When To Use Sales Oriented Pricing

A sales oriented pricing objective uses pricing to facilitate sales and market share growth. The goal is to use pricing as a tool to help drive “smart growth”. Thus, companies using this strategy will discount prices where it is likely to create growth. However, sales oriented doesn’t necessarily mean sales driven: they will likely stand firm on price elsewhere.

While margin improvement is a common pricing goal, there are certain situations where a sales oriented approach makes a lot of sense. We are going to explore a few of these.

Pending Merger or Acquisition

If the company is close to being sold or merged with another business, volume may be crucial. Sales growth looks good at the deal table. Along the same lines, management doesn’t want to annoy any customers at this crucial time. The pricing team is often told to take it easy.

One thing to check closely if you are the acquiring company: terms and conditions of deals. The prior management team may have traded short term rebates and upfront payments (which affect the purchase price) for more lenient terms on the back end of the deal. These can be hard to analyze, such as price increase policies and contingent fees.

An Empty Factory / High Fixed Cost Business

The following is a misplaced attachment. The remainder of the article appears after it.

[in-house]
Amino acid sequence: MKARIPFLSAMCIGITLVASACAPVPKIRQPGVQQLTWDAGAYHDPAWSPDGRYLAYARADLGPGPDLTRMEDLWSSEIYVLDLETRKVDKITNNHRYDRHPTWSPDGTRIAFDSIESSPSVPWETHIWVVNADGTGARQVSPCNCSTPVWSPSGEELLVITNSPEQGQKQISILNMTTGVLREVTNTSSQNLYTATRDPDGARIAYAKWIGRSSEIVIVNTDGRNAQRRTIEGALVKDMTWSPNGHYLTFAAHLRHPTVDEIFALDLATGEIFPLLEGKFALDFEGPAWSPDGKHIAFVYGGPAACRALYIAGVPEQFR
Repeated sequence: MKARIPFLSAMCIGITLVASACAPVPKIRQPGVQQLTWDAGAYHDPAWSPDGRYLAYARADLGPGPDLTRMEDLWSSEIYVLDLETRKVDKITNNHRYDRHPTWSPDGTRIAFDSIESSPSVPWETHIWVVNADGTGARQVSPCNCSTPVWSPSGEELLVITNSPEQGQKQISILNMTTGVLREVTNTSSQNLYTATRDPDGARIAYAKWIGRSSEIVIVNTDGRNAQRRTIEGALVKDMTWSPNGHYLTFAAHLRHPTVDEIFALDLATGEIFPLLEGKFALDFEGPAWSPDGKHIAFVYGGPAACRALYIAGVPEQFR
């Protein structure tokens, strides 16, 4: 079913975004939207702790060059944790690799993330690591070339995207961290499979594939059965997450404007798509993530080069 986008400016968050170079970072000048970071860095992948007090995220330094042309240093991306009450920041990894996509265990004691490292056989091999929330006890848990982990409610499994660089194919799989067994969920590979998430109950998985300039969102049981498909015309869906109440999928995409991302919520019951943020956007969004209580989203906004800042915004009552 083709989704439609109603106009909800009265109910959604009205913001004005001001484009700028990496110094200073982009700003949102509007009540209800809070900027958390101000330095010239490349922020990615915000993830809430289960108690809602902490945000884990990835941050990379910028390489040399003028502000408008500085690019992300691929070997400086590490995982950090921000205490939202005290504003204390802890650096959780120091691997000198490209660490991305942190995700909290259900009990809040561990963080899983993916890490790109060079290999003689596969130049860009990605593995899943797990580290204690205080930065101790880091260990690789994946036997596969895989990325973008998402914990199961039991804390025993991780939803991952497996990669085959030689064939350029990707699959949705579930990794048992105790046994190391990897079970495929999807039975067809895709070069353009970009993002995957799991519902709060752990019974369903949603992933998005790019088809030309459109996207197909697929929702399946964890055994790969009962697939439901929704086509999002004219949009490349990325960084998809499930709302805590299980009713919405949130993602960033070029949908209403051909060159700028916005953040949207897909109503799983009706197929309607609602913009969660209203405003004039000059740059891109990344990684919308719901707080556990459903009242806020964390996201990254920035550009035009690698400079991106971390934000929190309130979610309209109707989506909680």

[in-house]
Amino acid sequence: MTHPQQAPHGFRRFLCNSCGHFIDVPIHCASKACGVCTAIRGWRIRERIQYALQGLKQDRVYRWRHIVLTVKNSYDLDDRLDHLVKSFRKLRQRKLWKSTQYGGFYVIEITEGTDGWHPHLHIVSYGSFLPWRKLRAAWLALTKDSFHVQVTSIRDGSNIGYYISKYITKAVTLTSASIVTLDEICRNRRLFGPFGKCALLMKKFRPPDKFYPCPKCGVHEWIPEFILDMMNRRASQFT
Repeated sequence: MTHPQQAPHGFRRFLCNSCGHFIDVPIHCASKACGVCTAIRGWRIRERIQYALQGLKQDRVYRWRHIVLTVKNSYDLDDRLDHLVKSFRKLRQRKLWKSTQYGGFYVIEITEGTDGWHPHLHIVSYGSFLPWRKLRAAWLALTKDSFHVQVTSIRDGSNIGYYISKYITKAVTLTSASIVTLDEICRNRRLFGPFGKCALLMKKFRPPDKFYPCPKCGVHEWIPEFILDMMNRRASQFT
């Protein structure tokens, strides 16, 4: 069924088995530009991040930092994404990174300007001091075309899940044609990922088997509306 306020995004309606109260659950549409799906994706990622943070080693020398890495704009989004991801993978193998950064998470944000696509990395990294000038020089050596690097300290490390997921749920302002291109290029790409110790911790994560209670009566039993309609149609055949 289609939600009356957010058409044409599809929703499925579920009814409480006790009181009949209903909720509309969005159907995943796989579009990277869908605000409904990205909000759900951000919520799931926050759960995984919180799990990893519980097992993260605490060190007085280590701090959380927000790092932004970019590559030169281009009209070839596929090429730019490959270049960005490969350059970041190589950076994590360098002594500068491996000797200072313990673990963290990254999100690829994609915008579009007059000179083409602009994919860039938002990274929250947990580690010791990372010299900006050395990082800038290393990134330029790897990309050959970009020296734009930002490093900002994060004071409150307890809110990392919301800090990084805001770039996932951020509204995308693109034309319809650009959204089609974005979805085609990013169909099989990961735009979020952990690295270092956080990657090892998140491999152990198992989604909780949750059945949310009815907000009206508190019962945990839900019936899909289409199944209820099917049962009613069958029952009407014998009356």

I have been told to fill up a plant before. A large customer left the business and the fixed cost was slowly eating us alive. To fix this problem, we aggressively bid on new business.

While the price of this new business was not attractive, it stopped the bleeding. The trick, of course, is to keep looking for good long term business.

This is an example of where a sales oriented pricing strategy is essential to survival.

Industry Shakeouts

If you have the balance sheet to support it, an industry shakeout is a great time to play offense. Remember to value the customer based on who they could be – rather than who they are.

This is common in technology, during product cycle transitions. You want to grab and hold the installed base so you can sell them the new product.

The same applied to new innovations. If you know there are a handful of key customers who will set the direction of the industry, you need to win those accounts at all costs.

You make your profit in the future, as your margins rise over time.

Kingmaker Accounts / Customer Segments

If you know that a particular customer segment will set the standard for everyone else, they become a high priority target. A sales oriented pricing strategy would be appropriate.

You see this in technology and consumer goods. If you know that winning the teenagers will get you their families, you bid hard for that business. The same applies in certain distribution markets, where a key retailer or cash and carry sets the tone for the city.

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